I can honestly say that a whole lot of my heart is on the other side of the world right now, and it will remain there for a very long time. It was a tearful goodbye, and the kids I met will forever leave a very large imprint on my life.
When we arrived in Vladimir, we jumped right in. For most of my days I was in the Russian Christian Foster Home with four preschoolers. I instantly fell in love with these four, and it was exciting for me to see how engaged they were in learning story after story of God’s everlasting love for us.
On Saturday, we had the privilege of going to a state-run orphanage. We were only there for three hours, but one thing in particular hit me. I was working with the girls who were four to eight years old. They greeted us with contagious smiles and amusement. As I sat on the floor coloring, I heard one story that broke me.
A four-year-old with an innocent face I will remember forever started speaking to me in Russian. As I pretended to understand, my interpreter began to explain what she was saying. I don’t think I have ever been more speechless in my life.
She was telling me (in detail) all about how her dad abused her mom, using hand motions to be clear that I was following. The only thing I was capable of doing in that moment was pray for her innocent little heart that has seen way too much.
I don’t understand why a four year old had to go through that, but I have to trust that God has a plan for her life, and that her story is just beginning.
As if that wasn’t enough to shatter my heart, we moved on to snack time, where she told me that she was saving two crackers: one for her mom AND ONE FOR HER DAD. The person who abused her family and has caused her so much trauma was the very person she wanted to give her cracker to.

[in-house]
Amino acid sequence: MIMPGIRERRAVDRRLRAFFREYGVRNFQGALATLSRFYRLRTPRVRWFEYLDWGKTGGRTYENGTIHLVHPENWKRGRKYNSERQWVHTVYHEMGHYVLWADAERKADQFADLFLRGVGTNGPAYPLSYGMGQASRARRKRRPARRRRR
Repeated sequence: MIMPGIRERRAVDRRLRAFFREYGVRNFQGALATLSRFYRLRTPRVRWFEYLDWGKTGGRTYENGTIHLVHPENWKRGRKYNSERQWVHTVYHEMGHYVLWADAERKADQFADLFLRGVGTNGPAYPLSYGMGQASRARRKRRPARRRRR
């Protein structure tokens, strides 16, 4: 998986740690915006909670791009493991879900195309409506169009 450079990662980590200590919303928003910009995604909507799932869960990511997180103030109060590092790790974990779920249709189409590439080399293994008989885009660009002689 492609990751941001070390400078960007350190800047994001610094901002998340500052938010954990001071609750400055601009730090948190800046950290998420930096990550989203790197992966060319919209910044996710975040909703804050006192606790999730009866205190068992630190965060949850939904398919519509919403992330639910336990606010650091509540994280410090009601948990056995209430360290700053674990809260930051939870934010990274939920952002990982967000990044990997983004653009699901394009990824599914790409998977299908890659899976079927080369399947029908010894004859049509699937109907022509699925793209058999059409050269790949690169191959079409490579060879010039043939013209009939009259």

This is unmeasured love. This is grace. This is the Gospel. We are undeserving, unworthy, and sinful people, yet we received a gift that is far greater than a cracker. It is eternal life. Accept this sweet gift, because Jesus wants to have a relationship with you. That’s what He died for.
There is still a lot from this trip that is too fresh to talk about. It is too soon to process everything. It was hard. I saw things I will never unsee, and that is good. Because it is in the trials and hard times that you see God more clearly and your heart is bound tighter to His.
God showed up big time. He showed me that loving with your whole heart puts you in vulnerable positions that hurt. He showed me that He is in the waiting and unknown. He showed me that He has given me a heart for kids for a reason. He showed me His love covers all.
My heart broke over and over again, but the good news is that God does not leave us broken, He is the ultimate healer. I leave Russia knowing that I am not a hero. God was in Russia before me, He was there with me, and He is there after me. There is great comfort in that truth, as I try to continue daily life as a changed person.
I’m so thankful for The Boaz Project and all they do for orphans all around the world. Their passion for the love of Christ to reach orphans is contagious. I’m blessed to have played a very, very small role in their big mission.
If YOU would like to join The Boaz Project on a short-term team ministering to orphans, click here for more information.